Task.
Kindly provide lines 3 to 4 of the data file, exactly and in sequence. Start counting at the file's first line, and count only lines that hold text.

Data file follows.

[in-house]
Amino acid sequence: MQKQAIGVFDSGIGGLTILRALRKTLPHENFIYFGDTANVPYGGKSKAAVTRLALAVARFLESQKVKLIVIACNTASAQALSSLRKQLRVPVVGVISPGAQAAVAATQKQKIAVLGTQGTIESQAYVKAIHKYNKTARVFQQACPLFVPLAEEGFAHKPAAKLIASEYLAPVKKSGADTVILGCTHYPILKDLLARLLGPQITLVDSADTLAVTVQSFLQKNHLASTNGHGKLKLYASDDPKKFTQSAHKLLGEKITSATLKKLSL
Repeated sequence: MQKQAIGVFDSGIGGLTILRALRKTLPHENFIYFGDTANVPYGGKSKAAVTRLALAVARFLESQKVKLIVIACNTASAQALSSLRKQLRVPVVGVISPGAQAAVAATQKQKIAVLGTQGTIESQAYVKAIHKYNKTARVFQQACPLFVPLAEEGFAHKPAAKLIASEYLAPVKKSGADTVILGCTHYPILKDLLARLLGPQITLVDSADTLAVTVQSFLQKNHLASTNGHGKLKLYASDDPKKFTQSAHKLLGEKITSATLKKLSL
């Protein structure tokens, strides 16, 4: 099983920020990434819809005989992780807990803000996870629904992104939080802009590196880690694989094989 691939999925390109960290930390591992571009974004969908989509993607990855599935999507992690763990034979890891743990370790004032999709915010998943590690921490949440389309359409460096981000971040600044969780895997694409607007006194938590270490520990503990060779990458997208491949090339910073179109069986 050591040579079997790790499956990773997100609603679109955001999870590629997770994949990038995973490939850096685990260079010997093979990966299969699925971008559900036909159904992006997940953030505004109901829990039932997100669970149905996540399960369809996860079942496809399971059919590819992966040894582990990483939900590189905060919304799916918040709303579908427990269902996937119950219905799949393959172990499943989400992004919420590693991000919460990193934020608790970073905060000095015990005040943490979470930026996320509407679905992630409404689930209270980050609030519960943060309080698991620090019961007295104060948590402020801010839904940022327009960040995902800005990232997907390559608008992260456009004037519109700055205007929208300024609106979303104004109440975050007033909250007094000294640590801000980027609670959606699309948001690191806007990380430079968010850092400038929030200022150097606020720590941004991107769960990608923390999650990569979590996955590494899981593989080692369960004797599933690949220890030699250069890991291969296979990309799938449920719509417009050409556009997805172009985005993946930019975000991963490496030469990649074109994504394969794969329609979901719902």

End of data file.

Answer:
Repeated sequence: MQKQAIGVFDSGIGGLTILRALRKTLPHENFIYFGDTANVPYGGKSKAAVTRLALAVARFLESQKVKLIVIACNTASAQALSSLRKQLRVPVVGVISPGAQAAVAATQKQKIAVLGTQGTIESQAYVKAIHKYNKTARVFQQACPLFVPLAEEGFAHKPAAKLIASEYLAPVKKSGADTVILGCTHYPILKDLLARLLGPQITLVDSADTLAVTVQSFLQKNHLASTNGHGKLKLYASDDPKKFTQSAHKLLGEKITSATLKKLSL
């Protein structure tokens, strides 16, 4: 099983920020990434819809005989992780807990803000996870629904992104939080802009590196880690694989094989 691939999925390109960290930390591992571009974004969908989509993607990855599935999507992690763990034979890891743990370790004032999709915010998943590690921490949440389309359409460096981000971040600044969780895997694409607007006194938590270490520990503990060779990458997208491949090339910073179109069986 050591040579079997790790499956990773997100609603679109955001999870590629997770994949990038995973490939850096685990260079010997093979990966299969699925971008559900036909159904992006997940953030505004109901829990039932997100669970149905996540399960369809996860079942496809399971059919590819992966040894582990990483939900590189905060919304799916918040709303579908427990269902996937119950219905799949393959172990499943989400992004919420590693991000919460990193934020608790970073905060000095015990005040943490979470930026996320509407679905992630409404689930209270980050609030519960943060309080698991620090019961007295104060948590402020801010839904940022327009960040995902800005990232997907390559608008992260456009004037519109700055205007929208300024609106979303104004109440975050007033909250007094000294640590801000980027609670959606699309948001690191806007990380430079968010850092400038929030200022150097606020720590941004991107769960990608923390999650990569979590996955590494899981593989080692369960004797599933690949220890030699250069890991291969296979990309799938449920719509417009050409556009997805172009985005993946930019975000991963490496030469990649074109994504394969794969329609979901719902």